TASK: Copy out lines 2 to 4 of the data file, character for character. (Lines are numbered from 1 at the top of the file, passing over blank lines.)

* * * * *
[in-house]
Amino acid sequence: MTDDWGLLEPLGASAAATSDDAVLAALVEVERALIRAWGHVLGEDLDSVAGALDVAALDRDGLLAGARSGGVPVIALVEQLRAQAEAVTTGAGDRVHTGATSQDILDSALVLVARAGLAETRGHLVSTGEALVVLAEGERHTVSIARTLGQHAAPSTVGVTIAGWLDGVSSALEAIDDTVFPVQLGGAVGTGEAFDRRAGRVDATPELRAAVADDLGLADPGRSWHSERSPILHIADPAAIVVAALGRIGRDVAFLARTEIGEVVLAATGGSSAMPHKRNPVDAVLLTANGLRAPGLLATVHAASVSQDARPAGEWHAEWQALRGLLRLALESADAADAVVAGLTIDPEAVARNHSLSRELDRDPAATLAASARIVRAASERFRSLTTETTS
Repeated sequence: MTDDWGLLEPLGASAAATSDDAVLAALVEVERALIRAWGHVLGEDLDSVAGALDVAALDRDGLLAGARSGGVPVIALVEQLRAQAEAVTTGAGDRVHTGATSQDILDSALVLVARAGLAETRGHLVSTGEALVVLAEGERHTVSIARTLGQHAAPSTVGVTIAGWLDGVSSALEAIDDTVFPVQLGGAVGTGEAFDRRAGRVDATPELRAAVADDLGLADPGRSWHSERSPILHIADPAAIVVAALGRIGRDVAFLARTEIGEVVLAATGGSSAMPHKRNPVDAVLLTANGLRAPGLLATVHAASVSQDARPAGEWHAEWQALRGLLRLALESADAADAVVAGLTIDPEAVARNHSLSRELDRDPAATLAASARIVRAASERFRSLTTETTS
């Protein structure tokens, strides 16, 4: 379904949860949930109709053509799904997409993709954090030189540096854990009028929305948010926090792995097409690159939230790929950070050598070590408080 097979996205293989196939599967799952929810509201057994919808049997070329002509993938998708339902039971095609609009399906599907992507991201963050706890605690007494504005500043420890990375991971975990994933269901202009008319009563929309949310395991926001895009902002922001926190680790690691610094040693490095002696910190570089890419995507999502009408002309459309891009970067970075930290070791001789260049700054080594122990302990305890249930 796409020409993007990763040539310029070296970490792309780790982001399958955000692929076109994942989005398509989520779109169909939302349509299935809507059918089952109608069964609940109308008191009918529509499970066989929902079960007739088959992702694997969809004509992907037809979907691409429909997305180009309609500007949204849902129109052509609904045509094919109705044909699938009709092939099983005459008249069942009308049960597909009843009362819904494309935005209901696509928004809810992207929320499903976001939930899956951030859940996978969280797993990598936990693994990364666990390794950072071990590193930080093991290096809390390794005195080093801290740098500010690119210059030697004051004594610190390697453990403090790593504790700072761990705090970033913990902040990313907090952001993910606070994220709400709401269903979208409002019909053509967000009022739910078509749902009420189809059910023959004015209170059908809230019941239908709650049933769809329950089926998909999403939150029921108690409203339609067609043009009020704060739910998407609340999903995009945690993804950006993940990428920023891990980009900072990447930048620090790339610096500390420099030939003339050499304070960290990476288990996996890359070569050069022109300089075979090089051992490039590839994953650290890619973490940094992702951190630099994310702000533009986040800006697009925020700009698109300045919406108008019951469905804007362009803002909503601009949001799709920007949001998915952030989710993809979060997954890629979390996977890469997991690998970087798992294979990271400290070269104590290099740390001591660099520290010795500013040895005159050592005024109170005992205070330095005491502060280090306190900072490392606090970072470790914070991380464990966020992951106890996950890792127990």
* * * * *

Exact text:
Amino acid sequence: MTDDWGLLEPLGASAAATSDDAVLAALVEVERALIRAWGHVLGEDLDSVAGALDVAALDRDGLLAGARSGGVPVIALVEQLRAQAEAVTTGAGDRVHTGATSQDILDSALVLVARAGLAETRGHLVSTGEALVVLAEGERHTVSIARTLGQHAAPSTVGVTIAGWLDGVSSALEAIDDTVFPVQLGGAVGTGEAFDRRAGRVDATPELRAAVADDLGLADPGRSWHSERSPILHIADPAAIVVAALGRIGRDVAFLARTEIGEVVLAATGGSSAMPHKRNPVDAVLLTANGLRAPGLLATVHAASVSQDARPAGEWHAEWQALRGLLRLALESADAADAVVAGLTIDPEAVARNHSLSRELDRDPAATLAASARIVRAASERFRSLTTETTS
Repeated sequence: MTDDWGLLEPLGASAAATSDDAVLAALVEVERALIRAWGHVLGEDLDSVAGALDVAALDRDGLLAGARSGGVPVIALVEQLRAQAEAVTTGAGDRVHTGATSQDILDSALVLVARAGLAETRGHLVSTGEALVVLAEGERHTVSIARTLGQHAAPSTVGVTIAGWLDGVSSALEAIDDTVFPVQLGGAVGTGEAFDRRAGRVDATPELRAAVADDLGLADPGRSWHSERSPILHIADPAAIVVAALGRIGRDVAFLARTEIGEVVLAATGGSSAMPHKRNPVDAVLLTANGLRAPGLLATVHAASVSQDARPAGEWHAEWQALRGLLRLALESADAADAVVAGLTIDPEAVARNHSLSRELDRDPAATLAASARIVRAASERFRSLTTETTS
């Protein structure tokens, strides 16, 4: 379904949860949930109709053509799904997409993709954090030189540096854990009028929305948010926090792995097409690159939230790929950070050598070590408080 097979996205293989196939599967799952929810509201057994919808049997070329002509993938998708339902039971095609609009399906599907992507991201963050706890605690007494504005500043420890990375991971975990994933269901202009008319009563929309949310395991926001895009902002922001926190680790690691610094040693490095002696910190570089890419995507999502009408002309459309891009970067970075930290070791001789260049700054080594122990302990305890249930 796409020409993007990763040539310029070296970490792309780790982001399958955000692929076109994942989005398509989520779109169909939302349509299935809507059918089952109608069964609940109308008191009918529509499970066989929902079960007739088959992702694997969809004509992907037809979907691409429909997305180009309609500007949204849902129109052509609904045509094919109705044909699938009709092939099983005459008249069942009308049960597909009843009362819904494309935005209901696509928004809810992207929320499903976001939930899956951030859940996978969280797993990598936990693994990364666990390794950072071990590193930080093991290096809390390794005195080093801290740098500010690119210059030697004051004594610190390697453990403090790593504790700072761990705090970033913990902040990313907090952001993910606070994220709400709401269903979208409002019909053509967000009022739910078509749902009420189809059910023959004015209170059908809230019941239908709650049933769809329950089926998909999403939150029921108690409203339609067609043009009020704060739910998407609340999903995009945690993804950006993940990428920023891990980009900072990447930048620090790339610096500390420099030939003339050499304070960290990476288990996996890359070569050069022109300089075979090089051992490039590839994953650290890619973490940094992702951190630099994310702000533009986040800006697009925020700009698109300045919406108008019951469905804007362009803002909503601009949001799709920007949001998915952030989710993809979060997954890629979390996977890469997991690998970087798992294979990271400290070269104590290099740390001591660099520290010795500013040895005159050592005024109170005992205070330095005491502060280090306190900072490392606090970072470790914070991380464990966020992951106890996950890792127990």